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Things Aren't Looking Good For Valve

The European Commission has fined five videogame publishers and Valve for geo-blocked distribution of games in the European Union. While most of the publishers received at least a 10% reduction of their fine as a reward for their cooperation, Valve received a "prohibitive decision" under "ordinary antitrust procedure" and was fined €1.6 million — roughly $1.9 million USD.

The European Commission's decision comes at the end of an inquiry that began in 2017 into the sale of video games at different prices in different regions of the EU and their activation on Valve's Steam platform. According to a press release sent out by the European Commission, Valve arranged deals with five publishers, Bandai Namco, Capcom, Focus Home, Koch Media, and ZeniMax, that restricted cross-border game sales in certain countries. These arrangements constituted a violation of the EU Digital Single Market laws.

The process through which Valve and the publishers broke these rules is a little convoluted, but it has been mapped out in a handy chart shared on the EU Competition Twitter account. Essentially, the publishers involved sold games at reduced prices in eight countries in the EU which have lower average incomes, including Hungary, Poland, and Slovakia. Simultaneously, the publisher had deals in place with Valve to assign a Steam authentication key to each unit sold, which allows products bought outside of the Steam digital marketplace to be activated on the service.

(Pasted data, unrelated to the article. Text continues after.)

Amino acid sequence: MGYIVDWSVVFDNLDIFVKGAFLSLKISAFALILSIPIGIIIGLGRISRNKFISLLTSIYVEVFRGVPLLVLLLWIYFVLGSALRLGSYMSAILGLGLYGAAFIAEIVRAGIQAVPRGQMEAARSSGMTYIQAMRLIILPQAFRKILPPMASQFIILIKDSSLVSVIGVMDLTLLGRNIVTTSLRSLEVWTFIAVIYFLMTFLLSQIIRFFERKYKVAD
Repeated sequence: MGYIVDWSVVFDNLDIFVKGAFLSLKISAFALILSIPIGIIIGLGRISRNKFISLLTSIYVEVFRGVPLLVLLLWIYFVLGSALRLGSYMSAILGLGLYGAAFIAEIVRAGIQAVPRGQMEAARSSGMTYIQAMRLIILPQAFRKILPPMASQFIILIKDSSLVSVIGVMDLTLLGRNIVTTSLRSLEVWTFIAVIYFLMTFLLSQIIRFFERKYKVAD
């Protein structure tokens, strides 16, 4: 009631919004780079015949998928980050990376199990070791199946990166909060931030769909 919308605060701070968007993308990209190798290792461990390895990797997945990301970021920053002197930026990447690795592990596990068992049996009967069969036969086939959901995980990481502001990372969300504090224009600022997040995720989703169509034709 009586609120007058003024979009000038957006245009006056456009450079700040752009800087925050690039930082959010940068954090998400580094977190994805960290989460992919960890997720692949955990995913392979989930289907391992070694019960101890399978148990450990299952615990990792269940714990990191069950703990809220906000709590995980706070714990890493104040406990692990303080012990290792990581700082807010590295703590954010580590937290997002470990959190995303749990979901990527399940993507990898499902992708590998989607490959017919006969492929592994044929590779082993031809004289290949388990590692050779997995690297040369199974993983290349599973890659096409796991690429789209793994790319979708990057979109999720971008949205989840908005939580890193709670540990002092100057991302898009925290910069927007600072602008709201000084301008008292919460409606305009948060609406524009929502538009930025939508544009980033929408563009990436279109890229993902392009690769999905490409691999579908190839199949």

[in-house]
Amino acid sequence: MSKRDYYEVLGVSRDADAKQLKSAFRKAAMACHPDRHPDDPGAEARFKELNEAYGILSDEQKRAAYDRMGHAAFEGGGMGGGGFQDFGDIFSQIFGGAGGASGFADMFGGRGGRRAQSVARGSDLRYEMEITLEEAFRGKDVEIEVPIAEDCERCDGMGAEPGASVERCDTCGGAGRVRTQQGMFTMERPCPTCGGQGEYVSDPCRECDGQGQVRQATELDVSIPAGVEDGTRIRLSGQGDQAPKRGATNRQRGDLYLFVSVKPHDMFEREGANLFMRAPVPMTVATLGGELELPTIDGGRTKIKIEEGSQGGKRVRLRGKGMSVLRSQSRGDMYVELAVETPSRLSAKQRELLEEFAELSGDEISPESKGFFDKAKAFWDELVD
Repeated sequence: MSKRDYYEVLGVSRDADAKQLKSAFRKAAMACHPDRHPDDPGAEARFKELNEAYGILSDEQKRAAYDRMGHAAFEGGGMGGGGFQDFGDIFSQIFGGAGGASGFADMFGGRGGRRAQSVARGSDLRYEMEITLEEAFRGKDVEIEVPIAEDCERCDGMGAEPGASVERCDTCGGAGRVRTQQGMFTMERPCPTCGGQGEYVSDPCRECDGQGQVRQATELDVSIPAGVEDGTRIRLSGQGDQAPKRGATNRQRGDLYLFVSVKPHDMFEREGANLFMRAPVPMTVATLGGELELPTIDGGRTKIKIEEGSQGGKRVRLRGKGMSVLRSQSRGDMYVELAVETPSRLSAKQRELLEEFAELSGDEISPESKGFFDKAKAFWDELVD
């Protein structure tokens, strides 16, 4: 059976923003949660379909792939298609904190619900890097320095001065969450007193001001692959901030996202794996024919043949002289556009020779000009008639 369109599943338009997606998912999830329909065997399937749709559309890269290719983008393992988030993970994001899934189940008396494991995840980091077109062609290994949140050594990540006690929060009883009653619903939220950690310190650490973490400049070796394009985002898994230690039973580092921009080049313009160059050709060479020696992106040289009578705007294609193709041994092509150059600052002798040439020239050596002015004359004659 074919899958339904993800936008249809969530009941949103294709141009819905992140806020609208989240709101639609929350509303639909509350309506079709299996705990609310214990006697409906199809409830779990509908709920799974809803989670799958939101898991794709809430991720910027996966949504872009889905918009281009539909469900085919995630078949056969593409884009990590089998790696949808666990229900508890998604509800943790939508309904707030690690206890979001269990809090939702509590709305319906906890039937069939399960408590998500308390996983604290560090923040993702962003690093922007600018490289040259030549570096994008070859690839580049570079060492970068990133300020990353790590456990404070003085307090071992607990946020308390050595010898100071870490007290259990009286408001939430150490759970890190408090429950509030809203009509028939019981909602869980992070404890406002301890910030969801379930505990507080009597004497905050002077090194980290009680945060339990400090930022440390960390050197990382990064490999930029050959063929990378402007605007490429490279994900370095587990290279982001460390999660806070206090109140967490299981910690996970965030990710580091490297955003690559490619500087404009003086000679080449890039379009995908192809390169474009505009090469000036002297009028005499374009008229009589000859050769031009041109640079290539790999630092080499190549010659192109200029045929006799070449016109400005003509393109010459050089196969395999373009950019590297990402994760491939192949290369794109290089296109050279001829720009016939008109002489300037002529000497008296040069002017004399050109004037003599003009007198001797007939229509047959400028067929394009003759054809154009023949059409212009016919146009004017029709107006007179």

All of this would have been fine if it were not for Valve's arrangement with publishers to include location-specific restrictions on those activation keys. Referred to as "geo-blocking" in the European Commission's report, these restrictions meant that consumers who purchased a game, possibly at a lower price, in Poland or Hungary, could not activate and play the game on Steam while in France or Germany.

In the report, executive vice-president Margrethe Vestager explains that this practice violates the EU Single Digital Market because it denies consumers "the opportunity to shop around for the most suitable offer in the EU." Later in the same report, it was further explained that the geo-blocking violated Article 101 of the Treaty on the Functioning of the European Union, which bans any practices that "prevent, restrict or distort competition within the EU's Single Market."

The report also includes another helpful chart that shows the specific reductions of fines for each publisher as a reward for their cooperation with the investigation. Bandai Namco, Focus Home, Koch Media, and ZeniMax all received a 10% reduction, while Capcom received a 15% reduction. The report notes that Valve "chose not to cooperate with the Commission," and was therefore fined the full amount. However, The Verge reports that Valve's vice-president of marketing, Doug Lombardi, has disputed this claim, and Valve will appeal the decision.